Watch the recording here.
- ‘But, who’s the top dog?
- ‘I’m the top dog.’
- ‘No, who is the alpha? You know, the one in charge?’
- ‘I’m the top dog.’
This common exchange above inspired the title of this oral history project: ‘She’s the Top Dog,’ a play on so many concepts: on the gender-neutral term ‘musher’, and of the power of a story told as truth, without being challenged. This project is a celebration of the varied and beautiful stories of women and their dog teams, told in their own words, women at all stages of their teams, from women just starting to women who have been in the sport for 20 plus years, champions of 1,000 mile races and champions of sprint races, and women who never race at all. Women with 60 dogs and women with 6.
As mushers, we do acknowledge and expect an equitable environment, an inclusive space of men and women competing and traveling together, where women notice our genders when we have to pee but do not always feel the constant male gaze. And yet, once we leave the runners and the trail, there is a very different system of power at work. There is a compelling story of alternative forms of life, as it is when we leave mainstream expectations for life at the fringes.
There is something wonderfully important about the stories told from women and their dog teams. The presence of women in certain roles in the world is becoming less rare and more ordinary, and in the transition from rare to ordinary I have become fascinated with the opportunity to raise up all these voices. The power and energy that emerges through their stories is honest and clear, of the beauty and bonds of these lives. It is public narrative, writ with similarities and powerful individual stories. The format is storytelling, but also mapped with numbers and with network maps.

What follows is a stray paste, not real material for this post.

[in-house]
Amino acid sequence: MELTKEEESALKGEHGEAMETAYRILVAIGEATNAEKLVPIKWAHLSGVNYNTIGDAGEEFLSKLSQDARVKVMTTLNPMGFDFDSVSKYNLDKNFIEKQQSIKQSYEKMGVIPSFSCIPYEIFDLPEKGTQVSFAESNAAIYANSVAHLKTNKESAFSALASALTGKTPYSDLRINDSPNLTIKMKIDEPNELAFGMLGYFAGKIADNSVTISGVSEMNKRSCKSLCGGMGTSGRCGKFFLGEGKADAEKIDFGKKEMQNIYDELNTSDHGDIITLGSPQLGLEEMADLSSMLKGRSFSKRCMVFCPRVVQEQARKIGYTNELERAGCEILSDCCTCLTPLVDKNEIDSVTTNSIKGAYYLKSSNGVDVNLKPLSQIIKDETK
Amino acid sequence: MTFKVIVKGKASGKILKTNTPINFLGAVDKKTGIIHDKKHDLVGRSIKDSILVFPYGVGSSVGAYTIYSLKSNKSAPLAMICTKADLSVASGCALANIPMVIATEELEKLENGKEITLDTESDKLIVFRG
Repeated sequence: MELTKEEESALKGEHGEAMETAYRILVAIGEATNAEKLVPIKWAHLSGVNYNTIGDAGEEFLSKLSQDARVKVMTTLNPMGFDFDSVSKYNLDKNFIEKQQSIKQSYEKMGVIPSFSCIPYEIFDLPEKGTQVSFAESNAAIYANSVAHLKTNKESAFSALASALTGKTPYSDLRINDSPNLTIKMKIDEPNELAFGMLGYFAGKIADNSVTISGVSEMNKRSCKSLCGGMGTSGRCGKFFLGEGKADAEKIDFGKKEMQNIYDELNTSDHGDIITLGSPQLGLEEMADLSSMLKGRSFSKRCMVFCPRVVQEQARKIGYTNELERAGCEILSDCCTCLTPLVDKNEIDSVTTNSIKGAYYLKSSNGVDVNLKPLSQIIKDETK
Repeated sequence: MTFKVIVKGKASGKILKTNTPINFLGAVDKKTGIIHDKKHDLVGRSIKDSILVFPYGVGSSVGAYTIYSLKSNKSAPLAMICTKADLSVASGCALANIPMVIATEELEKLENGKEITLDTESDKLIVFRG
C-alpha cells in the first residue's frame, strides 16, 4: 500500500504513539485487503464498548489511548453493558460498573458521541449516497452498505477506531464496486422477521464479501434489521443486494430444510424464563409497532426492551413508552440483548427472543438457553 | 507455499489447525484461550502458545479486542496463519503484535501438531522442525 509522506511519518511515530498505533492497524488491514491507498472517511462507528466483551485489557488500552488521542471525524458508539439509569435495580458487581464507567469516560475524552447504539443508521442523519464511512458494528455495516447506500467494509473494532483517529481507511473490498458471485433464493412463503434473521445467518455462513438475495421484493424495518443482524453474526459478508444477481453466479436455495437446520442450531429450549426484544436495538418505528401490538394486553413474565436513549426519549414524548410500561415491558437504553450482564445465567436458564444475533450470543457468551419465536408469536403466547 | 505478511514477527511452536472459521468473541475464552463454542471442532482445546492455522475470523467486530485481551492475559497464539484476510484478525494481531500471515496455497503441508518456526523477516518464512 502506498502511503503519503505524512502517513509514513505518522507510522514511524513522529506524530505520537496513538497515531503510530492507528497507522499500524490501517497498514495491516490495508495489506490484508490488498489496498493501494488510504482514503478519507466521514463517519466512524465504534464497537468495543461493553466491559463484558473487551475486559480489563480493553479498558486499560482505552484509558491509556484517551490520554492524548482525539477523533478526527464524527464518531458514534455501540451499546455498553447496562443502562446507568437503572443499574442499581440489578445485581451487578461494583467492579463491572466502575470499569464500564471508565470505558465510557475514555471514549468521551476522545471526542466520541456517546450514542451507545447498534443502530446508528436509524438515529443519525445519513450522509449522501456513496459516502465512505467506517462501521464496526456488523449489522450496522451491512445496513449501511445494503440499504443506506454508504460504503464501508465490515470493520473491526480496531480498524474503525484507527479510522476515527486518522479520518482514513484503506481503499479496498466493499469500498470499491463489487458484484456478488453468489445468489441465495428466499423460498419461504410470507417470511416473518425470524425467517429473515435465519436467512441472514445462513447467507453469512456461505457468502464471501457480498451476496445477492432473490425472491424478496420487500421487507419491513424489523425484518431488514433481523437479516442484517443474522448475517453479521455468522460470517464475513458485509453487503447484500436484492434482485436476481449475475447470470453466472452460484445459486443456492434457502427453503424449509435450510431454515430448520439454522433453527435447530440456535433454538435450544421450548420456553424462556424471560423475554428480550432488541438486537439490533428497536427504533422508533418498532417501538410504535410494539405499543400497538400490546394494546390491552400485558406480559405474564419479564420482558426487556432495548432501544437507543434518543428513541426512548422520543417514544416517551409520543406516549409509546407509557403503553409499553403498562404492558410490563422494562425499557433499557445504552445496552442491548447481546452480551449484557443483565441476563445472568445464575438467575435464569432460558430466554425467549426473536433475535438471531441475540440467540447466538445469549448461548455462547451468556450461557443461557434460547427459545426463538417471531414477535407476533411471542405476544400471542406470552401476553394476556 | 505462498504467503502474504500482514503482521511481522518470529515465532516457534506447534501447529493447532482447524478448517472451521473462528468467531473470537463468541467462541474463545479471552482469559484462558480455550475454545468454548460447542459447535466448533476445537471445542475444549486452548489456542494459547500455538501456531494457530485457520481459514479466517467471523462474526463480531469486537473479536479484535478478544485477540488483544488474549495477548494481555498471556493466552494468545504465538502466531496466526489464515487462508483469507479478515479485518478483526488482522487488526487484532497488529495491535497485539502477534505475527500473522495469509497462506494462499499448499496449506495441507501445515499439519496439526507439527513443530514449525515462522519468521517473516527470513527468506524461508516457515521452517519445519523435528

Presenter Bio: Sally Manikian (National Class 2015) lives a life of persistent inquiry. Home is the White Mountains of New Hampshire, where she lives with and cares for her disabled brother and sister as well as the 16 dogs of the Shady Pines Sled Dogs. She has been a musher for nearly a decade, and has been training and racing her own team for six years, racing 100 mile and 250 mile races, including the UP200 and the Can Am 250 in Maine. Sally works for The Conservation Fund as the New Hampshire and Vermont Representative, and is also a freelance writer and engaged community member.